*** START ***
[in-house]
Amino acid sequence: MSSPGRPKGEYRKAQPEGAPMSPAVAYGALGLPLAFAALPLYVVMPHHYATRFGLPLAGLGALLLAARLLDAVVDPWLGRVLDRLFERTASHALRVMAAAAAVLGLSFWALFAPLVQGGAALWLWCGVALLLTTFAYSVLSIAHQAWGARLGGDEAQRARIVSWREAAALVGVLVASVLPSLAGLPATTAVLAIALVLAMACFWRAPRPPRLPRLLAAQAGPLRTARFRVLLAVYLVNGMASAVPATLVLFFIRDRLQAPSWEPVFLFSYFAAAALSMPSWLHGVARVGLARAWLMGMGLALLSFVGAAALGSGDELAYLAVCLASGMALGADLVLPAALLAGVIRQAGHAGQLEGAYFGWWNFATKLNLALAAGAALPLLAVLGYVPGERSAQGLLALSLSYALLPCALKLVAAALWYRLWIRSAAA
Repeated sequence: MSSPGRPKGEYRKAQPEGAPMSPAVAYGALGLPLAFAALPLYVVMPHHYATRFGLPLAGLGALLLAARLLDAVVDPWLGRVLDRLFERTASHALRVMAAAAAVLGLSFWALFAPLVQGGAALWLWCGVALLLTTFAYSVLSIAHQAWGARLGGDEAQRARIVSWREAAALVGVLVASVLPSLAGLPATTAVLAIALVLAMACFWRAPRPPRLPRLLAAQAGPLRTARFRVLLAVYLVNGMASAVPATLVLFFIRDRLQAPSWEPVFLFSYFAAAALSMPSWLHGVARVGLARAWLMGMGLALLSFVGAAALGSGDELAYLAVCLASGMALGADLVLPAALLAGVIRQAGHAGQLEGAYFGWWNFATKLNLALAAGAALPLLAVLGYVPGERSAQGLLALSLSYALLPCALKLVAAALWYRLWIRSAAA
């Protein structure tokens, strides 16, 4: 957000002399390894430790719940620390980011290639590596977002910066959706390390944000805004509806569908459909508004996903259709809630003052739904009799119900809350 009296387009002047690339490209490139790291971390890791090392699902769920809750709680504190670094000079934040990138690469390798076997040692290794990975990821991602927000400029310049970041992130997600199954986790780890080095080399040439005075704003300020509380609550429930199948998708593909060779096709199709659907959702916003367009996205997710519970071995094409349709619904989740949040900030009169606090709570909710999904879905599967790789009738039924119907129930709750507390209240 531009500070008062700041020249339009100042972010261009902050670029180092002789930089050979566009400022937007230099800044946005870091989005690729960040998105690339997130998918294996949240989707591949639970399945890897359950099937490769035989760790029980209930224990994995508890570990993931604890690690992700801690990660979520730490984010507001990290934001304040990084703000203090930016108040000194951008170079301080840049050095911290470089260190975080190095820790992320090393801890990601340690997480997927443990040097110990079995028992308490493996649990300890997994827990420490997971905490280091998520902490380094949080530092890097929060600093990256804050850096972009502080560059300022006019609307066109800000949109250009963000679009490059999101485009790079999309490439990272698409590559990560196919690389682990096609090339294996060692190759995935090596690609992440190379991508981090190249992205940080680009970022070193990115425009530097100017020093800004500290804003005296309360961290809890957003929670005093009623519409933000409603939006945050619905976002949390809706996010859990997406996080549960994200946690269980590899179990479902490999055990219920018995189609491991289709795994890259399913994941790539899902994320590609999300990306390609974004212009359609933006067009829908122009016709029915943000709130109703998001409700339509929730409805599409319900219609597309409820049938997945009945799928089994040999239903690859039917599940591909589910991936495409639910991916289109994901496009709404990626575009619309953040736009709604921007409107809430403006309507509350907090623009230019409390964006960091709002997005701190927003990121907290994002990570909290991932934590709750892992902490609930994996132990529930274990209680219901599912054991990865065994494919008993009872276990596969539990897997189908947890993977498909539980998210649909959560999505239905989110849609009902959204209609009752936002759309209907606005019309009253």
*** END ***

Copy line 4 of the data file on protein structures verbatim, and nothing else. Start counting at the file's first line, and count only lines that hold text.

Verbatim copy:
């Protein structure tokens, strides 16, 4: 957000002399390894430790719940620390980011290639590596977002910066959706390390944000805004509806569908459909508004996903259709809630003052739904009799119900809350 009296387009002047690339490209490139790291971390890791090392699902769920809750709680504190670094000079934040990138690469390798076997040692290794990975990821991602927000400029310049970041992130997600199954986790780890080095080399040439005075704003300020509380609550429930199948998708593909060779096709199709659907959702916003367009996205997710519970071995094409349709619904989740949040900030009169606090709570909710999904879905599967790789009738039924119907129930709750507390209240 531009500070008062700041020249339009100042972010261009902050670029180092002789930089050979566009400022937007230099800044946005870091989005690729960040998105690339997130998918294996949240989707591949639970399945890897359950099937490769035989760790029980209930224990994995508890570990993931604890690690992700801690990660979520730490984010507001990290934001304040990084703000203090930016108040000194951008170079301080840049050095911290470089260190975080190095820790992320090393801890990601340690997480997927443990040097110990079995028992308490493996649990300890997994827990420490997971905490280091998520902490380094949080530092890097929060600093990256804050850096972009502080560059300022006019609307066109800000949109250009963000679009490059999101485009790079999309490439990272698409590559990560196919690389682990096609090339294996060692190759995935090596690609992440190379991508981090190249992205940080680009970022070193990115425009530097100017020093800004500290804003005296309360961290809890957003929670005093009623519409933000409603939006945050619905976002949390809706996010859990997406996080549960994200946690269980590899179990479902490999055990219920018995189609491991289709795994890259399913994941790539899902994320590609999300990306390609974004212009359609933006067009829908122009016709029915943000709130109703998001409700339509929730409805599409319900219609597309409820049938997945009945799928089994040999239903690859039917599940591909589910991936495409639910991916289109994901496009709404990626575009619309953040736009709604921007409107809430403006309507509350907090623009230019409390964006960091709002997005701190927003990121907290994002990570909290991932934590709750892992902490609930994996132990529930274990209680219901599912054991990865065994494919008993009872276990596969539990897997189908947890993977498909539980998210649909959560999505239905989110849609009902959204209609009752936002759309209907606005019309009253």